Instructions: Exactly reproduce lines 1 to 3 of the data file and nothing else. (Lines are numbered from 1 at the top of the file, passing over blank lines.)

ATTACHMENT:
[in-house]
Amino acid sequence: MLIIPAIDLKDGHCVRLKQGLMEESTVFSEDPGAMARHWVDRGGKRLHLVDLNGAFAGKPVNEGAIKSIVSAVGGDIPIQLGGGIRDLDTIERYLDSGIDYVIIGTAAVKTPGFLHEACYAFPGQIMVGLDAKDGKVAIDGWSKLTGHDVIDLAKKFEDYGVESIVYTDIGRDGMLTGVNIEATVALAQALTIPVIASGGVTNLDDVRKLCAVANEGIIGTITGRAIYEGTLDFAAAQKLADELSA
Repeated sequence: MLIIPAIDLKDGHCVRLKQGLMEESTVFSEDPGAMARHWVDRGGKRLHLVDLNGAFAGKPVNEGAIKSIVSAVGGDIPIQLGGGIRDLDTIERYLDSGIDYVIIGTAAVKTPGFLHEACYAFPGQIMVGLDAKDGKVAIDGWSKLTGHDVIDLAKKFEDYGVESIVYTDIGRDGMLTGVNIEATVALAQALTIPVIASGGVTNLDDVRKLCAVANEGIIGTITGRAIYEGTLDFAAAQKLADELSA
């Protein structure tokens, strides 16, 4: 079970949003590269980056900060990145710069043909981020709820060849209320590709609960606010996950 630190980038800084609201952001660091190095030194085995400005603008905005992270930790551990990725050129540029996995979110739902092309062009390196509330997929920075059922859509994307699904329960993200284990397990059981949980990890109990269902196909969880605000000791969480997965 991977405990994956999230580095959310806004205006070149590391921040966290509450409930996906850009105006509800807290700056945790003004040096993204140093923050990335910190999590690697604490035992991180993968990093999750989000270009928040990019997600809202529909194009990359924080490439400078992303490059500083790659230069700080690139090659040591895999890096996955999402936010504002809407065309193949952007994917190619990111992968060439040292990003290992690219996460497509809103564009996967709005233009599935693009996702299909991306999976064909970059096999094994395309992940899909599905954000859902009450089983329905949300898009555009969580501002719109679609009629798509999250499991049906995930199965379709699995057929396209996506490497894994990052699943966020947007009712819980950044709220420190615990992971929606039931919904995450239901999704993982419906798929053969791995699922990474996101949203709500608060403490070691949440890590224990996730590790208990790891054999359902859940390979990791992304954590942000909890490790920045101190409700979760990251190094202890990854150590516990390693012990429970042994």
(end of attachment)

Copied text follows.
[in-house]
Amino acid sequence: MLIIPAIDLKDGHCVRLKQGLMEESTVFSEDPGAMARHWVDRGGKRLHLVDLNGAFAGKPVNEGAIKSIVSAVGGDIPIQLGGGIRDLDTIERYLDSGIDYVIIGTAAVKTPGFLHEACYAFPGQIMVGLDAKDGKVAIDGWSKLTGHDVIDLAKKFEDYGVESIVYTDIGRDGMLTGVNIEATVALAQALTIPVIASGGVTNLDDVRKLCAVANEGIIGTITGRAIYEGTLDFAAAQKLADELSA
Repeated sequence: MLIIPAIDLKDGHCVRLKQGLMEESTVFSEDPGAMARHWVDRGGKRLHLVDLNGAFAGKPVNEGAIKSIVSAVGGDIPIQLGGGIRDLDTIERYLDSGIDYVIIGTAAVKTPGFLHEACYAFPGQIMVGLDAKDGKVAIDGWSKLTGHDVIDLAKKFEDYGVESIVYTDIGRDGMLTGVNIEATVALAQALTIPVIASGGVTNLDDVRKLCAVANEGIIGTITGRAIYEGTLDFAAAQKLADELSA